Monday, September 4, 2017

Neutral experts find flaws in pro-Foxconn math

Props to Urban Milwaukee for publishing an op-ed by two leading professors which explains how the state officials' sales pitch being used to rush rush $3 billion in public subsidies for Foxconn is based on bad assumptions.

That sales pitch, say the experts, overstates so-called 'multiplier' benefit likely to flow from the Foxconn package because the Foxconn crowd is treating the $3 billion "as if [it] fell out of the sky, having no valuable alternative use."

The business and economics experts who produced the op-ed have impeccable credentials - - 
William L. Holahan is emeritus professor and former chair of the Department of Economics at the University of Wisconsin-Milwaukee. Charles O. Kroncke served as Professor and Associate Dean of Business at UW-Madison as well as Dean of the School of Business at UW-Milwaukee and the School of Management at UT-Dallas. They are co-authors of “Economics for Voters” 
- - and they demolish Walker's rosy, pro-Foxconn claims:
 ...even if their multiplier were measured accurately, it would be a “gross multiplier,” i.e., a multiplier that refers to Foxconn alone, without taking into account the negative effect of drawing the money totally from the Wisconsin economy. 
It’s as if the $3 billion fell out of the sky, having no valuable alternative use. When applying the multiplier concept to evaluate spending money that has alternative uses, we must calculate a “net multiplier” by simply subtracting the multiplier associated with the alternative spending from their estimated gross multiplier.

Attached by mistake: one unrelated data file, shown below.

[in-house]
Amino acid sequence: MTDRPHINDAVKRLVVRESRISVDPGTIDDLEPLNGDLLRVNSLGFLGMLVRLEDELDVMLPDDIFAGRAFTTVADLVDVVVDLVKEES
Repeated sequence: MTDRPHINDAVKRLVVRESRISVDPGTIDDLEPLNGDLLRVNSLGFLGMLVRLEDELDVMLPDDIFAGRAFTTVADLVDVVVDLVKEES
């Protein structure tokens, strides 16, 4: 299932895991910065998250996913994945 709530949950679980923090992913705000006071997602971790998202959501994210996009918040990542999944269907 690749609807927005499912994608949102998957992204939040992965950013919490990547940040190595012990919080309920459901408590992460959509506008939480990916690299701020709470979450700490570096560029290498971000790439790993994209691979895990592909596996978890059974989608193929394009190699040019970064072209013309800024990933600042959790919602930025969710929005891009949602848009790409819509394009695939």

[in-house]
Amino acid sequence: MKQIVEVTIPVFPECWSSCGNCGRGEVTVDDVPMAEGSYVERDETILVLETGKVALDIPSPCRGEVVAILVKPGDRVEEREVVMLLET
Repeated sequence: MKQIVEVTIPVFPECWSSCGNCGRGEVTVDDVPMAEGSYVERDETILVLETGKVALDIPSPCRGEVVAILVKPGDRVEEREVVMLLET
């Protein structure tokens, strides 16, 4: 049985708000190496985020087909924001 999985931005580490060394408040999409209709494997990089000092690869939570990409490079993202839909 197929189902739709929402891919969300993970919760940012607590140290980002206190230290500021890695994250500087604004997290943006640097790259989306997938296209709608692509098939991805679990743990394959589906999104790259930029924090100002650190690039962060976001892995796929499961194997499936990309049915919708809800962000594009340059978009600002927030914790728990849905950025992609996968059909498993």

If the money is raised by new taxes, the taxpayers lose the opportunity to spend the money according to their own preferences. If the taxpayers had instead spent that money, their spending would have had a multiplier. That multiplier would then have to be subtracted from the Foxconn gross multiplier to yield the net multiplier. Alternatively, if the money is acquired through spending cuts, say, to the university system or K-12 education or more delays in road repair, spending on those activities would have to be reduced, and the state would forgo the spending multiplier generated by those activities. 
Again, this requires subtraction to arrive at the net multiplier; it’s the “net multiplier” that counts, not the “gross multiplier,” when estimating the net benefit of the Foxconn subsidy..
Think of it this way: it's like saying you're worth a million dollars without deducting your $300,000 mortgage from the bottom line, or saying you got a great deal on house paint at $5-a-gallon before someone points out you came home with paint by the quart.

Labor Day is the wrong day to overlook and overspend on politicized claims of job creation by a Governor who is nearly three years behind meeting his signature pledge to create 250,000 new jobs after one four-year term in office.

Fool us once...

Somebody should put a copy of this op-ed on every State Senator's desk before that body duplicates the rush job for the Foxconn deal already approved by the heavily-partisan, pro-Walker State Assembly.

Urban Milwaukee has added a good list of related Foxconn items at the bottom of the op-ed posting.

Here's another

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